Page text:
In 1612, Easton shifted his base of operations to the more secure area of nearby Ferryland on the southeast coast of the Avalon Peninsula, after deciding that Harbour Grace was too vulnerable to sea attack, should the Crown decide to send a fleet against him. He settled in what was locally called the “Great House” on Fox Hill. From there he commanded his armada of forty ships from a fortress that was virtually unassailable, sheltered by Isle au Bois.
Once secure, he gave England an ultimatum: He could either continue to rule the high seas or he could get a pardon and settle quietly in England. The government of England buckled and wrote out the pardon, but for reasons unknown, it never arrived.
Gaston spent two more years in Ferryland, waiting in his palatial home on Fox Hill, and keeping some of his fleet in nearby Aquaforte. His sources in the English court were excellent, and he heard that the Crown had dispatched Henry Mainwaring to capture him.
Now, Easton set sail for the Azores to attack Spanish treasure ships, then sailed off for the Barbary Coast, where in 1614 he captured fourteen ships full of riches. He joined forces with the King of Algiers, fighting against Spain.
Finally ready to retire, he set sail for the pirate kingdom of Savoy – at Ville Franche, near Monaco. There he lived in luxury until his natural death at an advanced age. Captain John Smith, who colonized Virginia, noted in 1629 that Easton lived his final years with the title Marquis of Savoy.
The federal government has erected a monument for Easton at Harbour Grace, with a bronze plaque that reads,
Peter Easton ‘The Pirate Admiral’ fortified this site in 1610 and made Newfoundland his base until 1614. He defeated a French squadron at Harbour Grace in 1611, recruited five thousand fishermen from this colony into his crews, and raided foreign shipping as far as the Caribbean. In 1614 he intercepted the Spanish fleet at the Azores, captured three treasure ships, and divided an immense fortune among his crews. He was twice pardoned and invited home by James I , but retired instead to southern France where he became Marquis of Savoy and lived in great splendor.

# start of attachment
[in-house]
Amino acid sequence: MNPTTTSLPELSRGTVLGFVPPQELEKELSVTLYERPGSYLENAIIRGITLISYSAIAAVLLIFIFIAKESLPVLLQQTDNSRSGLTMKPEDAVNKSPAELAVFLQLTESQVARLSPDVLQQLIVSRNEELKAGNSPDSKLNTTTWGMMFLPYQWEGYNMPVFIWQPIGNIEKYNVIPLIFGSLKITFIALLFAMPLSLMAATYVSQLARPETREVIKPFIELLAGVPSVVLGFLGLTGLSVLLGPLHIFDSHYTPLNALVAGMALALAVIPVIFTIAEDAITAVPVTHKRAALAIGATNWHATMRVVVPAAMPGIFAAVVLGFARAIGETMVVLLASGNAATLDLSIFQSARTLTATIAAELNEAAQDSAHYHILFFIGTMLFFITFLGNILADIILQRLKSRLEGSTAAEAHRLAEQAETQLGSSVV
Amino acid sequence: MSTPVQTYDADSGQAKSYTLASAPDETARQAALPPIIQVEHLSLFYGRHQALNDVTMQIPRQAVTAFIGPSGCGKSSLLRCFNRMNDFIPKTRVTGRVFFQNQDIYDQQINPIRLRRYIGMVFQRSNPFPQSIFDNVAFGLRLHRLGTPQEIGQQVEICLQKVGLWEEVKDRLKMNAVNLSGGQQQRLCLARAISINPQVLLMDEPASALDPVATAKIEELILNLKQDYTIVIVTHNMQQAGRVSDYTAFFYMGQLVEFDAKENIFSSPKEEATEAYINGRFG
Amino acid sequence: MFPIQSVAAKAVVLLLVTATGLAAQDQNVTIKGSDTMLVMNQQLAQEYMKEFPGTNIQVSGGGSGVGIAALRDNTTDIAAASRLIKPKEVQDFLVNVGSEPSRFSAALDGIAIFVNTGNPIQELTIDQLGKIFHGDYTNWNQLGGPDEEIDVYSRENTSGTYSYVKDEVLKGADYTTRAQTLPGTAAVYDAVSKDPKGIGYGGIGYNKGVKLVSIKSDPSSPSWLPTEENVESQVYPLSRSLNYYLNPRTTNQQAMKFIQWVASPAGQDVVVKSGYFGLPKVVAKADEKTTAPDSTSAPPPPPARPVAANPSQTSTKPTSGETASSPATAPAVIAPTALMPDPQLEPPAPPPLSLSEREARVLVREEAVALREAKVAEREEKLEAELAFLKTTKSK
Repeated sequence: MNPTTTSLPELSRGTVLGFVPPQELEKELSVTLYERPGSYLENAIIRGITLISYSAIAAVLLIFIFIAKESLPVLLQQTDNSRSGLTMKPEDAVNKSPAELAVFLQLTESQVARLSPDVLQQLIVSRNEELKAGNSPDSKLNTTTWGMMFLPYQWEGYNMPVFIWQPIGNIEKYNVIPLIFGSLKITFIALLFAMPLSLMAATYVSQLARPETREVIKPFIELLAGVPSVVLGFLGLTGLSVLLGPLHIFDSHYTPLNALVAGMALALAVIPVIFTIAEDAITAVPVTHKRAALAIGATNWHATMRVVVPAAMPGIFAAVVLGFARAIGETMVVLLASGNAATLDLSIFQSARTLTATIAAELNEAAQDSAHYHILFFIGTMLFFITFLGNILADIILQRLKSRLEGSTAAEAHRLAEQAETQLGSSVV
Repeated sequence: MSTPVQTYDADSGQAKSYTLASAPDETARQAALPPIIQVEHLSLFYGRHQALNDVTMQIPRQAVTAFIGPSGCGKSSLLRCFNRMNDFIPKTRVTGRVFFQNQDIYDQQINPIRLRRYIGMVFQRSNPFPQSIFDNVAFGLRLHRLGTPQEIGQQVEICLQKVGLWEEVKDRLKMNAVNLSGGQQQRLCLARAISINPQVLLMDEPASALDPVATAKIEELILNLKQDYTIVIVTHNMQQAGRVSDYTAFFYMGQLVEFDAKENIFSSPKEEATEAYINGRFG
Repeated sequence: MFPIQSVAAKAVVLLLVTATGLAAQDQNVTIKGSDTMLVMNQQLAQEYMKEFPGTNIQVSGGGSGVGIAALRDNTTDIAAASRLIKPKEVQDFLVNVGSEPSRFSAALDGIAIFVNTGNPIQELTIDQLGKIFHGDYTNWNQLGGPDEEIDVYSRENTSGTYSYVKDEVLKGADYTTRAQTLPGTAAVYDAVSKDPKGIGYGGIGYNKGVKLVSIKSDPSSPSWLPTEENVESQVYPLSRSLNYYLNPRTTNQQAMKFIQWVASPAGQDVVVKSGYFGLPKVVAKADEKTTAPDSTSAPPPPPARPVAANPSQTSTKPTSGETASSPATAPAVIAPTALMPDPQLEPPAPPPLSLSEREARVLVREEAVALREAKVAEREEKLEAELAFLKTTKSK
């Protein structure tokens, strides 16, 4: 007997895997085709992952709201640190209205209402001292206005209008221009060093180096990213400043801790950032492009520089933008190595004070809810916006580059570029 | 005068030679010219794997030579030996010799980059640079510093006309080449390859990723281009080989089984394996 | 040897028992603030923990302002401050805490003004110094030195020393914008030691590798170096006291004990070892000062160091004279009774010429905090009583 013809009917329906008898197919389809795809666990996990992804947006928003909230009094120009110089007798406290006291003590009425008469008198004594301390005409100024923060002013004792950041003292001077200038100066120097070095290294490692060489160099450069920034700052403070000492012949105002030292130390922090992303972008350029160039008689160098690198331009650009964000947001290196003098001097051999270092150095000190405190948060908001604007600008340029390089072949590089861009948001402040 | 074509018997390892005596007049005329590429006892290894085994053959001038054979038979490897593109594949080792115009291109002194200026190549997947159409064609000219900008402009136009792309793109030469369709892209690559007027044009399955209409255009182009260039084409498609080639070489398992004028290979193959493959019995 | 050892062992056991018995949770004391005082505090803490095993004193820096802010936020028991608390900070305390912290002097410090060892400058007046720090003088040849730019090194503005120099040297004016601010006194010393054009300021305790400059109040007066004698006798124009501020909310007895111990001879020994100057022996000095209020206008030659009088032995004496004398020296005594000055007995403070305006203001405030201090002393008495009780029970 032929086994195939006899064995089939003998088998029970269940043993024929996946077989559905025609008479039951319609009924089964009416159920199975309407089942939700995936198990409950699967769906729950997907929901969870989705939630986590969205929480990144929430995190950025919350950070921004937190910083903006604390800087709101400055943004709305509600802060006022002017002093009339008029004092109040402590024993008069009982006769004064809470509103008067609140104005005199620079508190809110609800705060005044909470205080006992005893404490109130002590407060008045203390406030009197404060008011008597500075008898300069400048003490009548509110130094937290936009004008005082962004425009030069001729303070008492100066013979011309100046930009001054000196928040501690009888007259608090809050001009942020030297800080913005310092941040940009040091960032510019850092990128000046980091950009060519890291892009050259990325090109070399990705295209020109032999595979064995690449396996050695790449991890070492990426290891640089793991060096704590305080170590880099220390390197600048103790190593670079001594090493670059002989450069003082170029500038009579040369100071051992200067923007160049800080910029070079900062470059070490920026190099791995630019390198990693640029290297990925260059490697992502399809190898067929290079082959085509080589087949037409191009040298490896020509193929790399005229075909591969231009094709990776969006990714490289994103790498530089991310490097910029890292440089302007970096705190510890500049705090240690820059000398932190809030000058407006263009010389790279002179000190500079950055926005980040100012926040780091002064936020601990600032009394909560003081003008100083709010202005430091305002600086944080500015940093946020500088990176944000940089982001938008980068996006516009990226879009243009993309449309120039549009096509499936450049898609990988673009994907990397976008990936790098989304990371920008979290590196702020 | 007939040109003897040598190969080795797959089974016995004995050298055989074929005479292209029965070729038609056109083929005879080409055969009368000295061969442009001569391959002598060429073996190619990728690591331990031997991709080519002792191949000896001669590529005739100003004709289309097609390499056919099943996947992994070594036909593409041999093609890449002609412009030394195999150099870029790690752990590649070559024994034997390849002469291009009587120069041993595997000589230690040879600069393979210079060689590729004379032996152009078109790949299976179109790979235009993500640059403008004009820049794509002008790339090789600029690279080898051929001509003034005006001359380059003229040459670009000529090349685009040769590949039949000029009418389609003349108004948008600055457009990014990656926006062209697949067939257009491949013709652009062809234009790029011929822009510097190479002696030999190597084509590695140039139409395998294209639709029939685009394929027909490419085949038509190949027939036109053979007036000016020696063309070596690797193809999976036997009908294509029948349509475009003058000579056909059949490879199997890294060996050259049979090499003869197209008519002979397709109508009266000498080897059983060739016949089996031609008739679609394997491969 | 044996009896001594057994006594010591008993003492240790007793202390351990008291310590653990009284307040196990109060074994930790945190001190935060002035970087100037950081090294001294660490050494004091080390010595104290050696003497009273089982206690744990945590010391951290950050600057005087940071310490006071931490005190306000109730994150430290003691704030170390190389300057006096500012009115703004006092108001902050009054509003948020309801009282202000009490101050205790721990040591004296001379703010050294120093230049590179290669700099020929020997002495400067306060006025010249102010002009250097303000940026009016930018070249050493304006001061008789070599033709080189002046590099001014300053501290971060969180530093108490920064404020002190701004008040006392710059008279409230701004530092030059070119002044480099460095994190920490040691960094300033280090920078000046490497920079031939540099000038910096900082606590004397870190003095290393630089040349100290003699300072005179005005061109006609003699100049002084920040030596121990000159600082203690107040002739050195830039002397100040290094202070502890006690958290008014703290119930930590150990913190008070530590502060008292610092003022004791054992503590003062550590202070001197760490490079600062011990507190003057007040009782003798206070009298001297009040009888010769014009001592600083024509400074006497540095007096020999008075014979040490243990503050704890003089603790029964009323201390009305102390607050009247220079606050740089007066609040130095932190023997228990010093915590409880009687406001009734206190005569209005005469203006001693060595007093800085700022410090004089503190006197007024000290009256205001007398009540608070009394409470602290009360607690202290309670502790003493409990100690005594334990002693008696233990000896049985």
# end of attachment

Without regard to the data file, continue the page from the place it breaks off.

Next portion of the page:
His surname remains a proud one on the island, adopted by many who sailed under him.
See also: Charles Bellamy, Eric Cobham, Cupids, High Island, Edward Jordan, Captain Kidd, Mogul Mackenzie, Henry Mainwaring, Sheila Na Geira, Samuel Nelson, John Phillips, Gilbert Pike, Pirates, Bartholomew “Black Bart” Roberts .
Ellis Family: Early Toronto Brothel-Keepers – In 1802, Stephen Ellis and his wife, identified only as Mrs. Ellis, became the first recorded case of what might be considered organized crime in the town of York, which later became Toronto.
The couple was charged with running a brothel. Stephen was acquitted, but his wife was sentenced to the stocks and six months in jail. Despite her sad example, and Toronto’s strict Protestant roots, vice marched on, especially prostitution and grog houses.
In 1831, Catholic journalist and Progressive Reformer Francis Collins railed in his Canadian Freeman about brothels.
More shameless debauchery was never exhibited in Sodom and Gomorrah, than is carried on in this town at present. Houses of infamy are scattered thro’ every corner of the town – and one of them had the hardihood to commence operations next door to our office, in a house under the control of a Police magistrate! So besotted are some would-be gentlemen, that they crowded to it at noon-day and in open day on the Sabbath.
Emond, Richard “Crow”: Biker War Casualty – Other bikers in Montreal were keeping a low profile in September 1995, for the streets were hot with drive-by shootings and bombings.
That wasn’t the way Emond, president of the Hells Angels’ Trois-Rivières chapter, did things. As he walked alone across a Montreal parking lot with neither a handgun nor bulletproof vest, someone pumped six bullets into his back.
His funeral in Trois-Rivières was fit for a statesman. He was buried in his biker garb, which included his “Filthy Few” patch, noting he had killed for the gang. His coffin, draped with the gang flag, was borne into the church, as “The Sound of Silence” was played by fellow biker Claude Berger, a trumpeter with the Quebec Symphony Orchestra.
Before Emond’s murder, a total of twenty-two people had been killed in the biker war, but most of them were associates or hangers-on of the Hells Angels or their archrivals, the Rock Machine. Emond was the first full-fledged member of the Hells Angels to die in the battle for control of drug turf and, with his death, violence escalated enormously.
See also: Hells Angels, Nomads, Rock Machine .